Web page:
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Butterflies of Mexico, USA & Canada
Common Redring
Pyrrhogyra otolais  BATES, 1864
Family - NYMPHALIDAE
subfamily - BIBLIDINAE
Tribe - EPIPHILINI
subtribe - EPIPHILINA

Pyrrhogyra otolais Adrian Hoskins
Introduction
The genus Pyrrhogyra includes 6 known species, all marked on the underside with large white areas enclosed within rings that are formed from narrow red lines. An unusual and notable feature is that the butterflies also have red eyes.
All Pyrrhogyra species are very similar in appearance. They can be distinguished from one another by carefully examining the markings around the underside hindwing margins and by comparing the size and shape of the greenish-white areas on the dark brown uppersides.
The butterflies are exclusively neotropical, some species being found as far north as Mexico, and others as far south as Bolivia and Paraguay, but the state of Amazonas in Brazil probably has the highest diversity of species.
Pyrrhogyra otolais is found from Mexico to Bolivia.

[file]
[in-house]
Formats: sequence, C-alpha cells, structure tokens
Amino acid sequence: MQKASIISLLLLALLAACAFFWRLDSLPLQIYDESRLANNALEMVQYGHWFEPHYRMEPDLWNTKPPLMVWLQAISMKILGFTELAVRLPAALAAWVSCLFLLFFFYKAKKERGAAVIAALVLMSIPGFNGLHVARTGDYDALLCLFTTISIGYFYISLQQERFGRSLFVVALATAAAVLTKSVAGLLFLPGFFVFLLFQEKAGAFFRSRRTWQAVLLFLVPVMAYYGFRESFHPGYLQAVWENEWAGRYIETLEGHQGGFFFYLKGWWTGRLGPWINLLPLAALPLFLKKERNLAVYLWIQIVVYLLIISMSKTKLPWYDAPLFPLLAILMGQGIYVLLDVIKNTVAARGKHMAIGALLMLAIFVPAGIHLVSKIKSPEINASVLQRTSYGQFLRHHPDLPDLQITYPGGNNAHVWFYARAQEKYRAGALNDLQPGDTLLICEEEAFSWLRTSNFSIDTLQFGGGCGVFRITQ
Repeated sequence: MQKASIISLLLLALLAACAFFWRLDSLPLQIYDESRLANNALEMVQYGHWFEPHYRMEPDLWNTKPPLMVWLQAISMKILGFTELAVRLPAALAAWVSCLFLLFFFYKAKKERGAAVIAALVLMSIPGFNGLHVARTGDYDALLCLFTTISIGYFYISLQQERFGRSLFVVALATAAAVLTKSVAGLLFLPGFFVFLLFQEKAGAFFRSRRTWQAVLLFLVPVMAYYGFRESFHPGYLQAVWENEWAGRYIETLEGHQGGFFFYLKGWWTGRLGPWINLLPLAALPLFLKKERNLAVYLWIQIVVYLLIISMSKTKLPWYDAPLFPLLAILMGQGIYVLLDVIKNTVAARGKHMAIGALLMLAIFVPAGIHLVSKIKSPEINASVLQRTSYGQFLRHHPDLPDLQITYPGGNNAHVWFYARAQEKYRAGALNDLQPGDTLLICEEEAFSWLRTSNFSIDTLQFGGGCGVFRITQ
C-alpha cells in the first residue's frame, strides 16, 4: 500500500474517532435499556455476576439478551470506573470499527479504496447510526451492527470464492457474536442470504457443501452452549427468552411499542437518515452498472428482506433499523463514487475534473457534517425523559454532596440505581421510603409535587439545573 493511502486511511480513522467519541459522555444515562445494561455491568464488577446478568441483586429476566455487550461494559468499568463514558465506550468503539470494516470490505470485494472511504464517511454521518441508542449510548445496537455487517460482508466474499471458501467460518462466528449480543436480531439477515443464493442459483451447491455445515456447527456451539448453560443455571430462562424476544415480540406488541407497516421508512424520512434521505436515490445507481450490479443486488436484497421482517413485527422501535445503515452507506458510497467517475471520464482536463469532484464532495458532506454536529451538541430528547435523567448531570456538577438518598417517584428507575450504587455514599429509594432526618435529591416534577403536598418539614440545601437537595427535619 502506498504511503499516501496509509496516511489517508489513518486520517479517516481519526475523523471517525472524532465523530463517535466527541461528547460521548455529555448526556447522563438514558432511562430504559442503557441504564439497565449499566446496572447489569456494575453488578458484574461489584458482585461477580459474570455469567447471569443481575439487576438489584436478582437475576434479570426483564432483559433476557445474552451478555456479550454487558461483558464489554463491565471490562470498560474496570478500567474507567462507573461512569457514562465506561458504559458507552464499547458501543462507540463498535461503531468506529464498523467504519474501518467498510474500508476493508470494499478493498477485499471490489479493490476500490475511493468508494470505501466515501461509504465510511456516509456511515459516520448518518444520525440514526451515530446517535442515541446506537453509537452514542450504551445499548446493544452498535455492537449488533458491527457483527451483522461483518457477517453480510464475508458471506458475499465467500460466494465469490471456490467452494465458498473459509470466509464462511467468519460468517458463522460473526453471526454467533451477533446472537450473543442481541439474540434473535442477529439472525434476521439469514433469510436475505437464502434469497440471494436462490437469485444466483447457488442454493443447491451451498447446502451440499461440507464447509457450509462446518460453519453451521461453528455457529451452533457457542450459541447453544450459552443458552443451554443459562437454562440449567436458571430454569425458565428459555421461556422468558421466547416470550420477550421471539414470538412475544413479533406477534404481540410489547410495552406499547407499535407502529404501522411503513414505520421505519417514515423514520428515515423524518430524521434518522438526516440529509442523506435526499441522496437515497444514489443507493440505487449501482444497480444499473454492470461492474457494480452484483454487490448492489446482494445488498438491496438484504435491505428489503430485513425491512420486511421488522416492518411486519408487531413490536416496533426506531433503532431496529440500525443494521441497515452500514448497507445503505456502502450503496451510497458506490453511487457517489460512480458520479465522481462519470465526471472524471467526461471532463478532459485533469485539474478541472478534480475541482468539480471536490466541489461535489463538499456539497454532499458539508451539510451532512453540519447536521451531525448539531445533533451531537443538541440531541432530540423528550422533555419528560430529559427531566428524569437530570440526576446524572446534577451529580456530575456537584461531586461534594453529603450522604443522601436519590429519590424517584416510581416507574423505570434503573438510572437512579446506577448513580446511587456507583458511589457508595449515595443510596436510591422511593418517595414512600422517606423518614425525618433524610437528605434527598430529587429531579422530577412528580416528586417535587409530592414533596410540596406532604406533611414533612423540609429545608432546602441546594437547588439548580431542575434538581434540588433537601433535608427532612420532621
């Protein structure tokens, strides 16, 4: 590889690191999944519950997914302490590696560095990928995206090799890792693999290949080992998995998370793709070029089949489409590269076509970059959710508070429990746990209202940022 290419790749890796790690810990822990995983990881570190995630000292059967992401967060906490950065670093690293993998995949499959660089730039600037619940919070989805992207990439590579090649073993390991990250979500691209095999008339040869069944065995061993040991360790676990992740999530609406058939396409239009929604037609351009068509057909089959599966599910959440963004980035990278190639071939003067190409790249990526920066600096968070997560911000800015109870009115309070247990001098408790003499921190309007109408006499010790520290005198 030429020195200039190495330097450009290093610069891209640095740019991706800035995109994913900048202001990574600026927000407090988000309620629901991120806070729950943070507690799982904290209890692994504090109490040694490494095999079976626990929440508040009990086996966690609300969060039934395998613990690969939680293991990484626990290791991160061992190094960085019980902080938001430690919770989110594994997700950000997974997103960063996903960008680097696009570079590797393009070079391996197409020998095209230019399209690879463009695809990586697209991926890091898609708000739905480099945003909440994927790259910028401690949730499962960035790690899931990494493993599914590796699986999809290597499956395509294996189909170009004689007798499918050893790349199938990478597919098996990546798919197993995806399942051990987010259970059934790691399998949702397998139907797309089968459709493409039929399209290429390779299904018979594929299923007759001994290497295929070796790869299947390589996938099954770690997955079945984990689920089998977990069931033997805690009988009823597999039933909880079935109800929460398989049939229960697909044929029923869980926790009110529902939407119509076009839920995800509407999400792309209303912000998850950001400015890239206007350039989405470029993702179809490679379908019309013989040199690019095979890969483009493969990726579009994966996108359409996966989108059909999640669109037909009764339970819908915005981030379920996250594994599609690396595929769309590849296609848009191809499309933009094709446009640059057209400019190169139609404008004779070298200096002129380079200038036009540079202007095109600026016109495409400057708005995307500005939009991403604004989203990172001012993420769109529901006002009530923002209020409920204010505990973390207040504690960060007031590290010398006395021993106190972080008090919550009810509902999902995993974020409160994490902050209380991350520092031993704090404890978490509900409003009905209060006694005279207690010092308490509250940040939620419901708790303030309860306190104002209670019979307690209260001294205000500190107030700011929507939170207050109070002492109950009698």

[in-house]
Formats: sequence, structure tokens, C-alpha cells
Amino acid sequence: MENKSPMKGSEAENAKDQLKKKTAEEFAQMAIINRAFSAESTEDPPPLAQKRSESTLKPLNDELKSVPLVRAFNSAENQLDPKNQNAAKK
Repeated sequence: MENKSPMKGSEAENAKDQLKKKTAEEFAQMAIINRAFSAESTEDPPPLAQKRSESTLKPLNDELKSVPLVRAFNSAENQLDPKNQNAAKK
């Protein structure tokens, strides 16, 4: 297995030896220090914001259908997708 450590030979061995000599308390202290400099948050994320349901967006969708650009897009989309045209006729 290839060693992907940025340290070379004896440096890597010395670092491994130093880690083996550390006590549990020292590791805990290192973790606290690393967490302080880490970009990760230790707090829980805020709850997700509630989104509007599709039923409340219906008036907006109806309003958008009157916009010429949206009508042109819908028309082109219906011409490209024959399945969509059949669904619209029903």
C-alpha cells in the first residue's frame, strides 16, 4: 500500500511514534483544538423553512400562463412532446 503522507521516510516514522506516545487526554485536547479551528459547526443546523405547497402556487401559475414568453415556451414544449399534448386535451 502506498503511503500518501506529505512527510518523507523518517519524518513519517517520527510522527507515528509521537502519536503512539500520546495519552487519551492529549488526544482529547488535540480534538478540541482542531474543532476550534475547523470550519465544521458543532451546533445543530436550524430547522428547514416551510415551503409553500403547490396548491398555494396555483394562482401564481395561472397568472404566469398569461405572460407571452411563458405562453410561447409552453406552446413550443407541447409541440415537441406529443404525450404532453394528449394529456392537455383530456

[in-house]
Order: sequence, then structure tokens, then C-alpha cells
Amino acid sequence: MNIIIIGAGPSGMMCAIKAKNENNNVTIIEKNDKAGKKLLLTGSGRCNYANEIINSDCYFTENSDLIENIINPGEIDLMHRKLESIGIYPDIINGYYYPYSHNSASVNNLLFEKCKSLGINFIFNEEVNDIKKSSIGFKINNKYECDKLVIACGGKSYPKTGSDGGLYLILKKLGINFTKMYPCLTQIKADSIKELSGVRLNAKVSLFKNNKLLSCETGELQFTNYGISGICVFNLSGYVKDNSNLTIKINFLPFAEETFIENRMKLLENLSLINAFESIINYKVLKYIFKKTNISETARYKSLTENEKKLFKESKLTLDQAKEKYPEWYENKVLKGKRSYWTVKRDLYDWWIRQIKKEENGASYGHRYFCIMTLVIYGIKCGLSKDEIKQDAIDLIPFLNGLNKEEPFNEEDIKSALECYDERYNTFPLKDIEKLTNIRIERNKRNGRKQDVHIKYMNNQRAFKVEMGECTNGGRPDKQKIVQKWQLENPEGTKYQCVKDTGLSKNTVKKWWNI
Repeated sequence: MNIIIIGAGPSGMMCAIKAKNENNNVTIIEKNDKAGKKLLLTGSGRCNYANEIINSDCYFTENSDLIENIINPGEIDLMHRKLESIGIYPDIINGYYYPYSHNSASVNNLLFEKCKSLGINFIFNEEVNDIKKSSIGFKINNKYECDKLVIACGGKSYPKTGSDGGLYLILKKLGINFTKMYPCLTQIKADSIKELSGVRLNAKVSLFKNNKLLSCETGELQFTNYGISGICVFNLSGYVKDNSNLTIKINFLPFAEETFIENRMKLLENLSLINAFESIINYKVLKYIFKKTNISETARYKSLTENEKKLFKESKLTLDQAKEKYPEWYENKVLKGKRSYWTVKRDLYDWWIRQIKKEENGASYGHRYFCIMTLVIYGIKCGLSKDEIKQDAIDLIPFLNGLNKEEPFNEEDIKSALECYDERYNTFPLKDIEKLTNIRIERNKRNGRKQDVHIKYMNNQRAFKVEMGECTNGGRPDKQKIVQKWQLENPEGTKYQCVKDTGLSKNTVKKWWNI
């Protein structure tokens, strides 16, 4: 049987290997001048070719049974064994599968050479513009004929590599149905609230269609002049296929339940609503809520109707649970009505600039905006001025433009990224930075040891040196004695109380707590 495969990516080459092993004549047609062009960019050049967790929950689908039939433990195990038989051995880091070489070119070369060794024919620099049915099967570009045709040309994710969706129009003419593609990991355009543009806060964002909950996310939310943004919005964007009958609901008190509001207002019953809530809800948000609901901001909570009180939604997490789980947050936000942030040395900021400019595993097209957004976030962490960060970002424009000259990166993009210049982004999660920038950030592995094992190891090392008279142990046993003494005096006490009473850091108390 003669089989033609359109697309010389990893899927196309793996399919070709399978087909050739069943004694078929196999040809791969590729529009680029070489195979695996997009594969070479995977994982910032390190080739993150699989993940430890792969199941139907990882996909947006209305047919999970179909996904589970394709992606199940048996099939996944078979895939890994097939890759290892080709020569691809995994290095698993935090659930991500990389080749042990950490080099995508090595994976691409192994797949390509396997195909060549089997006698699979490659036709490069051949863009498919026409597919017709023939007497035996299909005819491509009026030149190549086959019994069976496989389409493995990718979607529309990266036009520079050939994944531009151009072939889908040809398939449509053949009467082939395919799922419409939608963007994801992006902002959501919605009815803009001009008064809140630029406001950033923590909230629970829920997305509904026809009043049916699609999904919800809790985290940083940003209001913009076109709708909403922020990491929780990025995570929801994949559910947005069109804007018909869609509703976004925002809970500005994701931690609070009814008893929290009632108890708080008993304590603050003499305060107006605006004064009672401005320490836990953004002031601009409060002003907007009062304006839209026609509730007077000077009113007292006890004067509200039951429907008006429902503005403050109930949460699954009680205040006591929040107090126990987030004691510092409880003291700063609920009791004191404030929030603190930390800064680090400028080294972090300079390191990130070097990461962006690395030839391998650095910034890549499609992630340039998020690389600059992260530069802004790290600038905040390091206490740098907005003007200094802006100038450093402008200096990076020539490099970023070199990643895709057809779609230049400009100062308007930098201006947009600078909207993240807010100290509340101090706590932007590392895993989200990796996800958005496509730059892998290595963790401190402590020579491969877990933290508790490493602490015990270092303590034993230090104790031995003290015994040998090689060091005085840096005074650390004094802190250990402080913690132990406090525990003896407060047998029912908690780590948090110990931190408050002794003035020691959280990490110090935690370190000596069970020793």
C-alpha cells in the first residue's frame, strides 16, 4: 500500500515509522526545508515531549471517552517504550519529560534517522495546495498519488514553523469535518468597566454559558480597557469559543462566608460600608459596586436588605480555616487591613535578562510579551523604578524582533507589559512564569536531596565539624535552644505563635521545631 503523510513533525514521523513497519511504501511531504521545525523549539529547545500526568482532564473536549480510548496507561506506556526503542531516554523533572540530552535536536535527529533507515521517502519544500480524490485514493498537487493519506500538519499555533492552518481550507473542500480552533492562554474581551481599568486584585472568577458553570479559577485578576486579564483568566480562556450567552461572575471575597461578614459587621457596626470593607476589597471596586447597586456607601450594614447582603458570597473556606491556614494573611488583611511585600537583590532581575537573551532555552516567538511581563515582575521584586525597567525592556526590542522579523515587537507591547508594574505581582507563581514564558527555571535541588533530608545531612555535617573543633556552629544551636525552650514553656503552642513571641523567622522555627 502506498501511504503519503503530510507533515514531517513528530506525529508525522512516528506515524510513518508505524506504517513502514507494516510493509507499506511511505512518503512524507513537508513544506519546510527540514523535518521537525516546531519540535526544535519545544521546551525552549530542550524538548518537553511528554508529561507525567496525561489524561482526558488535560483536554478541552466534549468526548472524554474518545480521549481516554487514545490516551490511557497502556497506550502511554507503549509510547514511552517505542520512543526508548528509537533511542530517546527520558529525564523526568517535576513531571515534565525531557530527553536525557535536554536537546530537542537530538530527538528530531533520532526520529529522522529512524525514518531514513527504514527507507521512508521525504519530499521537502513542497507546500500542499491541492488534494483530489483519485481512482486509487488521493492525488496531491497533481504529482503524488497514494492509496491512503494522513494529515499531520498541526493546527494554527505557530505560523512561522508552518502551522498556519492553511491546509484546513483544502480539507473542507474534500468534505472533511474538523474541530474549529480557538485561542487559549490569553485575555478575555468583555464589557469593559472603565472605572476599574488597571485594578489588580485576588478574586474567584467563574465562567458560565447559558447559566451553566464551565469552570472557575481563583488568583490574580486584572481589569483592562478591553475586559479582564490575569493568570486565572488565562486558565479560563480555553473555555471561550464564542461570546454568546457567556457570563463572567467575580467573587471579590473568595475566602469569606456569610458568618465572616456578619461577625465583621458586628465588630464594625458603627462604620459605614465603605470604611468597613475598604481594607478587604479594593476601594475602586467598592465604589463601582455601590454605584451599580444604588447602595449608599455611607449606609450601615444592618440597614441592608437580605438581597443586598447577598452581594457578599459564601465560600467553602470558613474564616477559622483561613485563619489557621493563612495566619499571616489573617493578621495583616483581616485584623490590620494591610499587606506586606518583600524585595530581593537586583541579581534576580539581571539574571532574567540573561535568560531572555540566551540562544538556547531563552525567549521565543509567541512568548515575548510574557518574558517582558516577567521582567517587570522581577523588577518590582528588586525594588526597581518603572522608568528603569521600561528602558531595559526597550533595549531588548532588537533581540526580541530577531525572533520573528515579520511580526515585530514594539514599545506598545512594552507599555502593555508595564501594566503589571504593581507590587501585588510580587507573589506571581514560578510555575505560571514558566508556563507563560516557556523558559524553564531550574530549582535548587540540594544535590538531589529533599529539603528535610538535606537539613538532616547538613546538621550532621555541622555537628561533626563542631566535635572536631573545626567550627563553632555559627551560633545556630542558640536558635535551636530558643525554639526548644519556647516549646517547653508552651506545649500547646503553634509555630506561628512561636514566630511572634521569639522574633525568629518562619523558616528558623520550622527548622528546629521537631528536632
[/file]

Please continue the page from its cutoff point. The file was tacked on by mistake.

Habitats
This species breeds in sub-tropical and tropical forest at altitudes between sea level and 800m.
Lifecycle
I have no information regarding otolais but in common with other Pyrrhogyra species it is likely that the eggs will be laid singly on Paullinia or Serjania ( Sapindaceae ).
Adult behaviour

Males are usually encountered singly or sometimes in two's or three's when imbibing moisture from urine-soaked sand, damp rocks or wet foliage. These feeding sites are usually within the forest, at light gaps or on wide trails, although the butterflies will also visit open sandbanks. I have also seen them at rotting fruit and dung, often in the company of huge 3cm long ants, which totally ignore the butterflies. This suggests that Pyrrhogyra adults may possibly disseminate pheromones which have a pacifying effect on ants.

Females are seen less frequently, usually when basking on low foliage between egg-laying sessions, or when visiting flowers.

If disturbed the butterflies fly off rapidly, and hide upside-down beneath leaves on bushes or young saplings, usually no more than a metre from the ground. They also go to roost in similar situations overnight or in dull or wet weather.

 

 

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